The definitions of “close contact” and “higher-risk exposure” align with the CDC’s September 10, 2021 update to its Infection Control: Severe acute respiratory syndrome coronavirus (SARS-CoV-2) webpage which includes updated testing intervals for individuals who have had higher-risk exposures and close contact.
The updated QSO Memo follows Interim Guidance from the CDC that was updated on September 10, 2021, “Interim Infection Prevention and Control Recommendations to Prevent SARS-CoV-2 Spread in Nursing Homes,” which includes updates to outbreak response. The updated guidance promotes the use of contact tracing during outbreak investigations, as well as provides alternatives for outbreak responses. This means that when a single new positive case of COVID-19 is identified in any resident or staff member, the facility should begin an outbreak investigation immediately, using one of two approaches (contact tracing or broad-based testing).
The Testing Trigger Summary Table has been updated to the following:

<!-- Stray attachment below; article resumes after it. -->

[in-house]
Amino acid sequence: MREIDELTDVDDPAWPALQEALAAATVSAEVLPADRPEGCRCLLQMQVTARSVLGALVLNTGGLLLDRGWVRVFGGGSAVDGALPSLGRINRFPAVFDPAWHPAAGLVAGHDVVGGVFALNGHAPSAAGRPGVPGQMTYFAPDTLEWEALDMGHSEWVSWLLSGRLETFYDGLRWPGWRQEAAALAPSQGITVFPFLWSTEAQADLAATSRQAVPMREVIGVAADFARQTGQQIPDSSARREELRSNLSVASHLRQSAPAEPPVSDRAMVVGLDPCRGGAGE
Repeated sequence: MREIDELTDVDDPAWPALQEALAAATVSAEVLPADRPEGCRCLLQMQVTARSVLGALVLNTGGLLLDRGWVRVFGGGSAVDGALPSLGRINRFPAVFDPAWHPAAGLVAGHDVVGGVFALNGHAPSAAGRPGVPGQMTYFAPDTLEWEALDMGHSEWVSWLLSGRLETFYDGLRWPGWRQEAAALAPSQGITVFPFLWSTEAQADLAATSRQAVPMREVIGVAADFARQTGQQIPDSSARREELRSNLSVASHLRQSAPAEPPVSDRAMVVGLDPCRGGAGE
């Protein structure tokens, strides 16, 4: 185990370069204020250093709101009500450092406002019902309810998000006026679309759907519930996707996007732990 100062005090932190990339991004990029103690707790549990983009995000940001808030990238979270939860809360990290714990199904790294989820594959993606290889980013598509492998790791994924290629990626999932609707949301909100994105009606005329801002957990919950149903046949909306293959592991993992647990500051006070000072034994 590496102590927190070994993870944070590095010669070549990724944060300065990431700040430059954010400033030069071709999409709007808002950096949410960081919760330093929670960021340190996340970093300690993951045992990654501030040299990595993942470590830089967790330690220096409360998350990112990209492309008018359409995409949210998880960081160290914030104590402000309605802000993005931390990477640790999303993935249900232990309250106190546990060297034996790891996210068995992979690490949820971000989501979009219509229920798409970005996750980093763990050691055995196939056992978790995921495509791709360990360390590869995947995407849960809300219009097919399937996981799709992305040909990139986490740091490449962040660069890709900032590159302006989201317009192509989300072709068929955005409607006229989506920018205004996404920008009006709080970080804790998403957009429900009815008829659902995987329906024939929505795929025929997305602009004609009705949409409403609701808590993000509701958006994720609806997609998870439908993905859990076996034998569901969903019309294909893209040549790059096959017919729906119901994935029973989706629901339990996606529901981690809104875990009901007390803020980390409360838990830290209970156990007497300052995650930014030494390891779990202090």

- If a symptomatic individual is identified, both staff and residents with signs or symptoms of COVID-19 must be tested, regardless of vaccination status.
- If there is a newly-identified COVID-19 positive staff member or resident in a facility that can identify close contacts:
- All staff that had a higher risk exposure to the COVID-19 positive individual should be tested, regardless of vaccination status.
- All residents who had close contact with the COVID-19 positive individual should be tested, regardless of vaccination status.
- If there is a newly-identified COVID-19 positive staff member or resident in a facility that is unable to identify close contacts:
- Staff should be tested at either a facility-wide level, or at a group-level if staff have been assigned to a specific area where the new case occurred, such as the same unit or floor. Staff must be tested regardless of vaccination status.